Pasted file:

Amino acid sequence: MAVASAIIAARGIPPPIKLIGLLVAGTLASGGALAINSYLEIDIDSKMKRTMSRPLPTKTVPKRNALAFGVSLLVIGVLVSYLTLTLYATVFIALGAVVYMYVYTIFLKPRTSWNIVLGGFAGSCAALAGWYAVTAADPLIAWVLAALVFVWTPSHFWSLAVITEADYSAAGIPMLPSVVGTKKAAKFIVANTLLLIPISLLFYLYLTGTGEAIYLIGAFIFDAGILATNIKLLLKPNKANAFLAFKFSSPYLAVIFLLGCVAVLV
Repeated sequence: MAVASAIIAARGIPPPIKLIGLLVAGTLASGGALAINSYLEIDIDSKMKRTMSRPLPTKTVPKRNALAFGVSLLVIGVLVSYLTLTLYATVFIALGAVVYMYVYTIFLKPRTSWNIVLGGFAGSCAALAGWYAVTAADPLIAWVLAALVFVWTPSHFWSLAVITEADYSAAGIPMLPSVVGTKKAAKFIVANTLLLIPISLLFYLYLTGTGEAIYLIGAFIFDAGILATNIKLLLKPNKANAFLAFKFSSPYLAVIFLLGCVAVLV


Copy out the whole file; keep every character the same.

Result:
Amino acid sequence: MAVASAIIAARGIPPPIKLIGLLVAGTLASGGALAINSYLEIDIDSKMKRTMSRPLPTKTVPKRNALAFGVSLLVIGVLVSYLTLTLYATVFIALGAVVYMYVYTIFLKPRTSWNIVLGGFAGSCAALAGWYAVTAADPLIAWVLAALVFVWTPSHFWSLAVITEADYSAAGIPMLPSVVGTKKAAKFIVANTLLLIPISLLFYLYLTGTGEAIYLIGAFIFDAGILATNIKLLLKPNKANAFLAFKFSSPYLAVIFLLGCVAVLV
Repeated sequence: MAVASAIIAARGIPPPIKLIGLLVAGTLASGGALAINSYLEIDIDSKMKRTMSRPLPTKTVPKRNALAFGVSLLVIGVLVSYLTLTLYATVFIALGAVVYMYVYTIFLKPRTSWNIVLGGFAGSCAALAGWYAVTAADPLIAWVLAALVFVWTPSHFWSLAVITEADYSAAGIPMLPSVVGTKKAAKFIVANTLLLIPISLLFYLYLTGTGEAIYLIGAFIFDAGILATNIKLLLKPNKANAFLAFKFSSPYLAVIFLLGCVAVLV